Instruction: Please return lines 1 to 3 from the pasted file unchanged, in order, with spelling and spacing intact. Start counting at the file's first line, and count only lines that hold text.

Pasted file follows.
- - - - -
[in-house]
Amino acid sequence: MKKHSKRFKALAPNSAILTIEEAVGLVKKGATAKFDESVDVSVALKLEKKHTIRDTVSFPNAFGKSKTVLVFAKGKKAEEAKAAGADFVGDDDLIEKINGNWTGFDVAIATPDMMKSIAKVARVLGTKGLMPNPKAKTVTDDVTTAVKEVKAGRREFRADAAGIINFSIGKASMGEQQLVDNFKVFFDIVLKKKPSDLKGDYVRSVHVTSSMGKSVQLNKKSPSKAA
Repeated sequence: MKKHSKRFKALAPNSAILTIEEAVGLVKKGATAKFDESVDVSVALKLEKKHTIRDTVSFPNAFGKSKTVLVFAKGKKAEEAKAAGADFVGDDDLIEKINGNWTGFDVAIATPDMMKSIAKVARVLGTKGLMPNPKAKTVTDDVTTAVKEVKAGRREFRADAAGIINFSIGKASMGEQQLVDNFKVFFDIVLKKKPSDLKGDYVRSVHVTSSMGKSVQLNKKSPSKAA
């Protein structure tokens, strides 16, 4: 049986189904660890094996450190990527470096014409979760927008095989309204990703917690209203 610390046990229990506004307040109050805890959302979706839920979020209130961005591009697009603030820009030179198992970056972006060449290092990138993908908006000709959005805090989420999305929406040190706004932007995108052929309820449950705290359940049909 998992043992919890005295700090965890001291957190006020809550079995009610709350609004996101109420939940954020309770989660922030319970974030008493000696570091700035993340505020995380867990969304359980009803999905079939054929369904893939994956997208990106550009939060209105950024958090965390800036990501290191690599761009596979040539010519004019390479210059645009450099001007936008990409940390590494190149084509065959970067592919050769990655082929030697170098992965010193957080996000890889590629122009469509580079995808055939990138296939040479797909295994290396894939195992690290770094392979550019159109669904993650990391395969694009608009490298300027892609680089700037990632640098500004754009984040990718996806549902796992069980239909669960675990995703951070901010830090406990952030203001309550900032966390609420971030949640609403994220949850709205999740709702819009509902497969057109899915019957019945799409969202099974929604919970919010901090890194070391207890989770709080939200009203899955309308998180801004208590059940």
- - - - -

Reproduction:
[in-house]
Amino acid sequence: MKKHSKRFKALAPNSAILTIEEAVGLVKKGATAKFDESVDVSVALKLEKKHTIRDTVSFPNAFGKSKTVLVFAKGKKAEEAKAAGADFVGDDDLIEKINGNWTGFDVAIATPDMMKSIAKVARVLGTKGLMPNPKAKTVTDDVTTAVKEVKAGRREFRADAAGIINFSIGKASMGEQQLVDNFKVFFDIVLKKKPSDLKGDYVRSVHVTSSMGKSVQLNKKSPSKAA
Repeated sequence: MKKHSKRFKALAPNSAILTIEEAVGLVKKGATAKFDESVDVSVALKLEKKHTIRDTVSFPNAFGKSKTVLVFAKGKKAEEAKAAGADFVGDDDLIEKINGNWTGFDVAIATPDMMKSIAKVARVLGTKGLMPNPKAKTVTDDVTTAVKEVKAGRREFRADAAGIINFSIGKASMGEQQLVDNFKVFFDIVLKKKPSDLKGDYVRSVHVTSSMGKSVQLNKKSPSKAA